On All In with Chris Hayes, Michael Steele, MSNBC political analyst and former RNC chair, said that the way to solve the Trump’s problem was—in my paraphrasing—to train him not to give a knee-jerk reaction to everything that happens. Chris Hayes responded, “Good luck!” The question is not whether Trump will find some shred decency within himself because more and more people don’t expect this from him. The question is whether Pence, a born-again Christian, will find the decency to find Trump’s behavior unacceptable.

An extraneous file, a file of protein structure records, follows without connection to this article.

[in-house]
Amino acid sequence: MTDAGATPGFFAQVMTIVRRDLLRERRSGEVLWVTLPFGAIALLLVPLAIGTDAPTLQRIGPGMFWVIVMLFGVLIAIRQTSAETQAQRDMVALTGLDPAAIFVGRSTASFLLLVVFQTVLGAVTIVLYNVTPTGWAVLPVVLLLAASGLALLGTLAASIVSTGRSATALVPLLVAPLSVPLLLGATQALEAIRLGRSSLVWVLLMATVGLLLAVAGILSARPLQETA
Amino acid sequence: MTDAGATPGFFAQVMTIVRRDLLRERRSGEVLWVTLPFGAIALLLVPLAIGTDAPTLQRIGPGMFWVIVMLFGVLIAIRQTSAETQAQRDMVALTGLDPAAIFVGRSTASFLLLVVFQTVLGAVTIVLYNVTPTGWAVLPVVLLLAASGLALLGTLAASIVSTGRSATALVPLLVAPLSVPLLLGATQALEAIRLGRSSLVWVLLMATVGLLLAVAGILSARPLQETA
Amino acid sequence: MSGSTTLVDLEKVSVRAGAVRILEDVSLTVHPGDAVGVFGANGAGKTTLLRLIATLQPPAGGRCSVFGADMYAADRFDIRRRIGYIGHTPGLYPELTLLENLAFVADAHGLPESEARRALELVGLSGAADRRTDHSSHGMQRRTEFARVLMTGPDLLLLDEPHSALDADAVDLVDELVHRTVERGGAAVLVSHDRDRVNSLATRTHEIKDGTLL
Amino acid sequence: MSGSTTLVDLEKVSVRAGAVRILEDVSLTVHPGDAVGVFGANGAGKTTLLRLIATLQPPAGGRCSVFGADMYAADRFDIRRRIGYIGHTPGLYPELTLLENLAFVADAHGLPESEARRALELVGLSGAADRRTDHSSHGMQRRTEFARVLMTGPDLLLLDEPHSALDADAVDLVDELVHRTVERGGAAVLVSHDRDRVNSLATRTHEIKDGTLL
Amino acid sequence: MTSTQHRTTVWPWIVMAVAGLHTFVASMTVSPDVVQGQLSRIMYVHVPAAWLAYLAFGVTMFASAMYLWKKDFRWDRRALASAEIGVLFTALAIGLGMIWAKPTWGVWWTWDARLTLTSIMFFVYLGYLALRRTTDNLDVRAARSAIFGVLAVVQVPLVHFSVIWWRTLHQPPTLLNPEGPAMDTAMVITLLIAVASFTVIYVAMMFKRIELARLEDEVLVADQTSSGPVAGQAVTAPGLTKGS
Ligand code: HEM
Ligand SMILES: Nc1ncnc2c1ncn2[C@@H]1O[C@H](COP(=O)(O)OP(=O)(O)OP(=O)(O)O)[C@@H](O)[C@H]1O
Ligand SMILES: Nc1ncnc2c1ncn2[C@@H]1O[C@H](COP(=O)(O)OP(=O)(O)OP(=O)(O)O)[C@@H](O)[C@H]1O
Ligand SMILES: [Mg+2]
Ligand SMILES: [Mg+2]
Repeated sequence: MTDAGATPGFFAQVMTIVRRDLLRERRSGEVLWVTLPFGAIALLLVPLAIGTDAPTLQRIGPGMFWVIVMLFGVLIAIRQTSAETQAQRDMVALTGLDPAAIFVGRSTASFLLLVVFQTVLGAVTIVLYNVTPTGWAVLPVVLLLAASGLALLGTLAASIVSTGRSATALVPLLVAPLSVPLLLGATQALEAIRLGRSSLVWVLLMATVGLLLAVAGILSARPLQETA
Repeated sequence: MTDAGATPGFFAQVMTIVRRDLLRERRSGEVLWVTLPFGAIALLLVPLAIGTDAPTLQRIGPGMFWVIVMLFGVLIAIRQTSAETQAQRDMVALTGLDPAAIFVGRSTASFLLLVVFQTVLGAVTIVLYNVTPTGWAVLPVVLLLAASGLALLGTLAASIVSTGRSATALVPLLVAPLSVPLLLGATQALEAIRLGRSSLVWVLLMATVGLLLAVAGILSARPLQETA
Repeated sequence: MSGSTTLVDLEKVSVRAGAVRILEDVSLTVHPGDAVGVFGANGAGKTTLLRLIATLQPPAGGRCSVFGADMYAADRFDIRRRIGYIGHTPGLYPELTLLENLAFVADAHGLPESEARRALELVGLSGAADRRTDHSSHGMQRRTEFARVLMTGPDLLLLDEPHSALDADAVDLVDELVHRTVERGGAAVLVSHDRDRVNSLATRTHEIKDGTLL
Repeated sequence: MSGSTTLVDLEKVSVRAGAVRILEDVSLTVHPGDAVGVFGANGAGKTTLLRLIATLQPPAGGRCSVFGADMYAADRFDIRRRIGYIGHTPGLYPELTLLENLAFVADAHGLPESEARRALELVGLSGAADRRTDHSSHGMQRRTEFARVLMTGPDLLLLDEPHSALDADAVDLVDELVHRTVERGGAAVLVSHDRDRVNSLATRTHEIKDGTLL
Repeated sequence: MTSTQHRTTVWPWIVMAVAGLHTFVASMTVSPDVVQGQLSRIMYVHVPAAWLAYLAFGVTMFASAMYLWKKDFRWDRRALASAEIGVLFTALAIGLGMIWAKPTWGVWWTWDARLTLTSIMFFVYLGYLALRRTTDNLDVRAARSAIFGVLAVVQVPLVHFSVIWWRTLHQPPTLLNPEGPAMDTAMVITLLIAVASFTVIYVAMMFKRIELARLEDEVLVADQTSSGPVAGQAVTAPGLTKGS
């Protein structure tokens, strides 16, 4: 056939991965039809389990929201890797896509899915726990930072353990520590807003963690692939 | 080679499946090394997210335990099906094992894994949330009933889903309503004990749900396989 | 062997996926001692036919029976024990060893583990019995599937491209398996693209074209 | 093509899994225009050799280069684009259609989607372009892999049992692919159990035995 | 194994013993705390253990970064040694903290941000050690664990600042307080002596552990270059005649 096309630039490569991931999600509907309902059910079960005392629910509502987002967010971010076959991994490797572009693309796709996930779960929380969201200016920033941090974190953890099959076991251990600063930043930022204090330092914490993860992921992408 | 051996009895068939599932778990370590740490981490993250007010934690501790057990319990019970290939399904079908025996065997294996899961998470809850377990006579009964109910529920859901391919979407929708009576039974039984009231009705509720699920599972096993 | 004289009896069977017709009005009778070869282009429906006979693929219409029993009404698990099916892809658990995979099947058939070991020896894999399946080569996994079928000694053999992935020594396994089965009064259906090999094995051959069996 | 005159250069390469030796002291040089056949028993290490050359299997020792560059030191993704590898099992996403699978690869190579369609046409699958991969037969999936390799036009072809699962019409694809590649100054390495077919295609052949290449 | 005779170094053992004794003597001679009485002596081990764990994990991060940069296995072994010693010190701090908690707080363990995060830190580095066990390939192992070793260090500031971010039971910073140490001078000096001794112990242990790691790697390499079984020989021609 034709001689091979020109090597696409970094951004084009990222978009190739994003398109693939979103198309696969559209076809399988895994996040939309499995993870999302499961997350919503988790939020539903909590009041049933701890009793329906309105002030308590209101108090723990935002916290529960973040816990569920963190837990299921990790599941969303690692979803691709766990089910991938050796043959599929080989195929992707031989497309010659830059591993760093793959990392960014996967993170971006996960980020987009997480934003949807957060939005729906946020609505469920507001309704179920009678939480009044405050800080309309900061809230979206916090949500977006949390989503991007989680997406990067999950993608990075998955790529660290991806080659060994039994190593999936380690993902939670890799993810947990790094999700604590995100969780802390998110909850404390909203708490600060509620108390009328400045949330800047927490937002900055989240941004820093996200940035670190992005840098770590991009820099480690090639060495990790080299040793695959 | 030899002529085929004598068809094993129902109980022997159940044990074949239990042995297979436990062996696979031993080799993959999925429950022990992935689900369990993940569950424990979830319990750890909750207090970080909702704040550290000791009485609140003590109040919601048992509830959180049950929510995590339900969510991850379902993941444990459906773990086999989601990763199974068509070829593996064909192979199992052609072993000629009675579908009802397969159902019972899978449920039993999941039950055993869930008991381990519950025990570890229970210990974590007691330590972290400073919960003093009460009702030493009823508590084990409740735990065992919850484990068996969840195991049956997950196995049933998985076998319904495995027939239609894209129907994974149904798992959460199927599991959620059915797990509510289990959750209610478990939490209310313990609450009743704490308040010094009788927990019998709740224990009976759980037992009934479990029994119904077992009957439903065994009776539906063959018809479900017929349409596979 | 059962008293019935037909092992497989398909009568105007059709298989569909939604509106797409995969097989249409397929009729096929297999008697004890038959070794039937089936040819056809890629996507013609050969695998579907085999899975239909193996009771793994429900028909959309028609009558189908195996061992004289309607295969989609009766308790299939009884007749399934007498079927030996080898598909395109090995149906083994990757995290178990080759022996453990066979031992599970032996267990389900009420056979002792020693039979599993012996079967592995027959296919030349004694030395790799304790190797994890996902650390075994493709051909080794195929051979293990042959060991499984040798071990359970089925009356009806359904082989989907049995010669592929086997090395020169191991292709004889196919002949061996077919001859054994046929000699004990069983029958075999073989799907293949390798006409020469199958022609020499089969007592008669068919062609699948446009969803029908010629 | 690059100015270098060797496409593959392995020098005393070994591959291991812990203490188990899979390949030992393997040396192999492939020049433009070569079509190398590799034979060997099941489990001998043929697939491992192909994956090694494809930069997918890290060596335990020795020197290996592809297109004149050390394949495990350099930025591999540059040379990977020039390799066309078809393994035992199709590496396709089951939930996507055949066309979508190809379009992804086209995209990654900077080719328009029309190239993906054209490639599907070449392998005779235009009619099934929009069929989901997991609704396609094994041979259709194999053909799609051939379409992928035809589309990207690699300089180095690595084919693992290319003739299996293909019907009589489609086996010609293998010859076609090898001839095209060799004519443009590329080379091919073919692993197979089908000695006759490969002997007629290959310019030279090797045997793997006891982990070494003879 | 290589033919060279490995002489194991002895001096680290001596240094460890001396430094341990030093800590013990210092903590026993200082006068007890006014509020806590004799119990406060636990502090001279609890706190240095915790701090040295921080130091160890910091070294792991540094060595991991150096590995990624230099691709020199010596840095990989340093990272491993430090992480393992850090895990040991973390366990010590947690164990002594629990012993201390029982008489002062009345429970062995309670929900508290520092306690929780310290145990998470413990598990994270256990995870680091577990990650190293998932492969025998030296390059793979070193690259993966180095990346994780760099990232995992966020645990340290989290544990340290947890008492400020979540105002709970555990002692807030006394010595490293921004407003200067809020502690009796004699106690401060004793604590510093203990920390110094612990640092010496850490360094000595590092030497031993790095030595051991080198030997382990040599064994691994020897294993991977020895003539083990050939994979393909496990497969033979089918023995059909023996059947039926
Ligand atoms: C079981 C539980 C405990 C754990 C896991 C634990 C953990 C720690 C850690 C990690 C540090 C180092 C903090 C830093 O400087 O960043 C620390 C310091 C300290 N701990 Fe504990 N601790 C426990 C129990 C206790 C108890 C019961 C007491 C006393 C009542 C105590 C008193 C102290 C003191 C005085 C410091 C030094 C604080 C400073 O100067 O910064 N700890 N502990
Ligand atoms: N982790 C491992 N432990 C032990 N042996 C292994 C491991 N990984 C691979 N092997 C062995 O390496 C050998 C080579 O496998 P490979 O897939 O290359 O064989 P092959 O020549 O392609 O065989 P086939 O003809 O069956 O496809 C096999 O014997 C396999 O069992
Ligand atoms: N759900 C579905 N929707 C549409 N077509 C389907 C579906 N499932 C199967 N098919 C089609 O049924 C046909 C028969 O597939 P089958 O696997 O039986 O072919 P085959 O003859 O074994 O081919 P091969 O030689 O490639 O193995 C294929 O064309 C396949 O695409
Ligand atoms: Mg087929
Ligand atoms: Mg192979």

April 12, 2016

Cruz Worse Than Trump

In a panic about the GOP being represented by Donald Trump, Republican establishment types have moved to the presidential candidate who they hate the most—Ted Cruz. Sen. Lindsey Graham (R-SC) shifted from wanting to poison his colleague to just saying that the Republican party is “screwed up.” Part of the GOP argument is that Trump is too “liberal,” but when they complain about his actual positions, they are almost identical to those espoused by other Republicans—particularly Cruz. The GOP has temporarily picked its most mistrusted and hated senator, “a serial liar who led the 2013 government shutdown and called Majority Leader Mitch McConnell a fraud on the Senate floor.”